<b>Professor Paul Alewood</b><br>
Laboratory Head, Chemistry and Structural Biology Division<br><p>
P: +61 7 3346 2982<br>
E: p.alewood@imb.uq.edu.au<p>
- chronic pain<br>
- irritable bowel syndrome<br>
- breast cancer<br>
- inflammation<br>
- congestive heart failure<br>
- insecticides<br>
- drug discovery<br>
- drug development
Professor Paul Alewood
Laboratory Head, Chemistry and Structural Biology Division

P: +61 7 3346 2982
E: p.alewood@imb.uq.edu.au

- chronic pain
- irritable bowel syndrome
- breast cancer
- inflammation
- congestive heart failure
- insecticides
- drug discovery
- drug development

Visit the Alewood Lab website for more information.

Design and discovery of bioactive peptides and proteins in venomous animals


Our research focuses on identifies and develops bioactive molecules from Australia’s venomous animals that have the potential to create treatments for chronic pain, heart disease, inflammation, irritable bowel syndrome, and breast cancer.
Although toxins from these animals can have a devastating effect, molecules within them have been found to be useful in treating human disease. Specifically, we are interested in the discovery and total synthesis of potent and selective peptides (toxins) from venomous animals, and their development into therapeutic candidates to treat a range of diseases.

Recently, our lab has investigated druggable receptors in the gut, and ways to reduce protease degradation and disulfide bond rearrangements in drug candidates. Our lab recently described a mouse model of chronic abdominal pain where oxytocin receptors are significantly upregulated in nociceptors (pain receptors) without affecting normal tissue, which is an important advantage in drug development.

During the past 12 months, we developed novel chemical strategies to engineer non-reducible and more stable oxytocin analogues, which may be developed as treatments for irritable bowel syndrome. Chemoselective selenide macrocyclisation yielded stabilised analogues equipotent to native oxytocin. Ultra-high-field nuclear magnetic resonance structural analysis of native oxytocin and the seleno-oxytocin derivatives revealed that oxytocin has a pre-organised structure in solution, in marked contrast to earlier X-ray crystallography studies.

Finally, we showed that these seleno-oxytocin analogues potently inhibit colonic nociceptors both in vitro and in vivo in mice with chronic visceral hypersensitivity, which mostly affects the gut. This research has important implications for clinical use of oxytocin analogues and cysteine-rich peptides in general.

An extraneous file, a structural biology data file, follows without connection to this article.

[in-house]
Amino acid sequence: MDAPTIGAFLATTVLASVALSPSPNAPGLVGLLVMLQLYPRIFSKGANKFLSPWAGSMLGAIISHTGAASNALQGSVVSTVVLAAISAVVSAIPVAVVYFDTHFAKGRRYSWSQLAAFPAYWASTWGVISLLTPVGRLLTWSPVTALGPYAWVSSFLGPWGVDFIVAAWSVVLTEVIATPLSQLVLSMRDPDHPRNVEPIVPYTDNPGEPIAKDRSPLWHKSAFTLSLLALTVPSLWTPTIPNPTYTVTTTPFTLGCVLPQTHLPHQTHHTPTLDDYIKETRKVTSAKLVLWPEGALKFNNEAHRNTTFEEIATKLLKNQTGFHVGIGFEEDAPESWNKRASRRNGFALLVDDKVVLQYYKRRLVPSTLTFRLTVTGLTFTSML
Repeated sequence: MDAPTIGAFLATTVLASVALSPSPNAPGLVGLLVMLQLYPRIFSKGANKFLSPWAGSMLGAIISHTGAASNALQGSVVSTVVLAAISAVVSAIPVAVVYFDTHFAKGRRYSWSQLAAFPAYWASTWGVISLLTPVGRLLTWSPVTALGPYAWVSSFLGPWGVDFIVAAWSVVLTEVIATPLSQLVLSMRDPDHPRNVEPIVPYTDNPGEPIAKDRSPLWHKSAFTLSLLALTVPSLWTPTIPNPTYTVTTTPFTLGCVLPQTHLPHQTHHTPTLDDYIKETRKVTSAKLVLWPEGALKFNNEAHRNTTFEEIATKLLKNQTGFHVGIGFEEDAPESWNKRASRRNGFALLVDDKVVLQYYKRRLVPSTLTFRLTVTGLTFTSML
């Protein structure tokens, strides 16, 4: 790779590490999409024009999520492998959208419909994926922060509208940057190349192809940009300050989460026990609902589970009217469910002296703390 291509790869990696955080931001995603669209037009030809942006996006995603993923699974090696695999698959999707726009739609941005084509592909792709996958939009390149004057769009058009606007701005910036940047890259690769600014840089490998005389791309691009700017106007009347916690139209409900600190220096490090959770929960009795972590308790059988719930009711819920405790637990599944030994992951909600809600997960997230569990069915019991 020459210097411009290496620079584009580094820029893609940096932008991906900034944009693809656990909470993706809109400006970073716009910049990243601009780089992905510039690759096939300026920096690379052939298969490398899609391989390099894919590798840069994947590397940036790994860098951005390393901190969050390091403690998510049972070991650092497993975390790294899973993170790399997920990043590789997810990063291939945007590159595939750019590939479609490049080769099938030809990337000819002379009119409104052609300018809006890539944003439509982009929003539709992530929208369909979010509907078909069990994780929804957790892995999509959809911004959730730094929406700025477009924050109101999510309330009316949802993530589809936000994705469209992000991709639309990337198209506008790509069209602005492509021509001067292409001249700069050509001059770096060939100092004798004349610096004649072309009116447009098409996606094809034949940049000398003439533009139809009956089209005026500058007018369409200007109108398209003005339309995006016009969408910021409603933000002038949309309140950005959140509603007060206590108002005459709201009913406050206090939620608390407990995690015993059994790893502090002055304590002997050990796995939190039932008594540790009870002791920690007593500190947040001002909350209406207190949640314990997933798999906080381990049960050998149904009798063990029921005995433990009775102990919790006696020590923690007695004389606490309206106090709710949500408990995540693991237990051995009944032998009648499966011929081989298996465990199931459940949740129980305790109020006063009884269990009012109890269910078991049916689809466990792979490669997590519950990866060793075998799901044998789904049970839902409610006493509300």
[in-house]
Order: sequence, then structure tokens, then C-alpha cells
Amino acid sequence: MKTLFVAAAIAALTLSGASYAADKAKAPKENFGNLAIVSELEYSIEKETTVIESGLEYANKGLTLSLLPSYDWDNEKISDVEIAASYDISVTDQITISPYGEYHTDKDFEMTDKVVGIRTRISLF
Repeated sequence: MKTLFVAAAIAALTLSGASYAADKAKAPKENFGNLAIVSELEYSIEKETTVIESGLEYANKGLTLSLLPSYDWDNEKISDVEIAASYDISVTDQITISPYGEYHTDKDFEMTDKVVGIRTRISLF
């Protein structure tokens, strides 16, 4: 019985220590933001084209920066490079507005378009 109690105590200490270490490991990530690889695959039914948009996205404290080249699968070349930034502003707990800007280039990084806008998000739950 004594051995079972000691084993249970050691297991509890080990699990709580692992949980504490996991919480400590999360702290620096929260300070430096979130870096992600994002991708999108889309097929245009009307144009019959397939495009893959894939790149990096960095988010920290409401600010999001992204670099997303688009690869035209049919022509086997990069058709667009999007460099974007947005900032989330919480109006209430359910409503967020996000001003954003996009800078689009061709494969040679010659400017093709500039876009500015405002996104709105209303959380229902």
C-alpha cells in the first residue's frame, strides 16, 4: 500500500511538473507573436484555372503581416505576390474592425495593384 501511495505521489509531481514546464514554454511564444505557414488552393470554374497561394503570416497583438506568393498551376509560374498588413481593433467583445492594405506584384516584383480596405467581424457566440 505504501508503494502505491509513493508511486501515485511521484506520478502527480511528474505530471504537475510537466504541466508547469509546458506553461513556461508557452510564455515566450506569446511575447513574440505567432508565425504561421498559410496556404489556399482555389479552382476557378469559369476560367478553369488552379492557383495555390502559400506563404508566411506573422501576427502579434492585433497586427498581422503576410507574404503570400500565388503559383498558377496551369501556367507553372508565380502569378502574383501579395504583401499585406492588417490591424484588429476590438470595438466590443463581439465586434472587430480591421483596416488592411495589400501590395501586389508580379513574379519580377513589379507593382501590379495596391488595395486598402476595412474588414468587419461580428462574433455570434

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Student projects and opportunities

View current Alewood Lab honours projects.

Key publications

View more publications by Professor Alewood via PubMed.

Muttenthaler, M., Nevin, S.T., Grishin, A.A., Ngo, S.T., Choy, P.T., Daly, N.L., Hu, S-H., Armishaw, C.J., Wang, C.I.A., Lewis, R.J., Martin, J.L., Noakes, P.G., Craik, D.J., Adams, D.J., and Alewood, P.F. (2010). Solving the α-conotoxin folding problem: selenium-directed on-resin generation of more potent and stable nicotinic acetylcholine receptor antagonists. Journal of the American Chemistry Society 132: 3514-3522.

Morales, R.A.V., Daly, N.L., Vetter, I., Mobli, M., Napier, I.A., Craik, D.J., Lewis, R.J., Christie, M.J., King, G.F., Alewood, P.F., and Durek, T. (2010). Total chemical Synthesis and Structure of the Prokineticin Bv8. Chembiochem 11: 1882-1888.

Beatrix, M., Ueberheide, D.F., Alewood, P.F., and Chait, B.T. (2009). Rapid, sensitive analysis of cysteine rich peptide venom components. Proceedings of the National Academy of Sciences USA 106: 6910-6915.

Brust, A., Palant, E., Croker, D.E., Colless, B., Drinkwater, R., Patterson, B., Schroeder, C.L., Wilson, D., Nielsen, C.K., Smith, M.T., Alewood, D., Alewood, P.F., and Lewis, R.J. (2009). Chi-conopeptides Pharmacophore Development: Towards a novel class of Norepinephrine Transporter Inhibitor (Xen2174) for Pain. Journal of Medicinal Chemistry 52: 6991-7002.

Vernall, A.J., Cassidy, P., and Alewood, P.F. (2009). A single alpha-helical turn stabilized by replacement of an internal hydrogen bond with a covalent ethylene bridge. Angewandte Chemistry International Edition 48: 5675-5678.

Lab contacts


Professor Paul Alewood
Laboratory head
+61 7 334 62982
Dr AiHua (Jean) Jin
Research staff
+61 7 334 62985
 Mr Tim Reeks
Research higher degree student
+61 7 334 62377
Dr Andreas Brust
Research staff
+61 7 334 62377
Mr Vincent Lavergne
Research higher degree student
+61 7 334 62377
Ms Jingjing Wan
Research higher degree student
+61 7 334 62377
Mr Zoltan Dekan
Research staff
+61 7 334 62377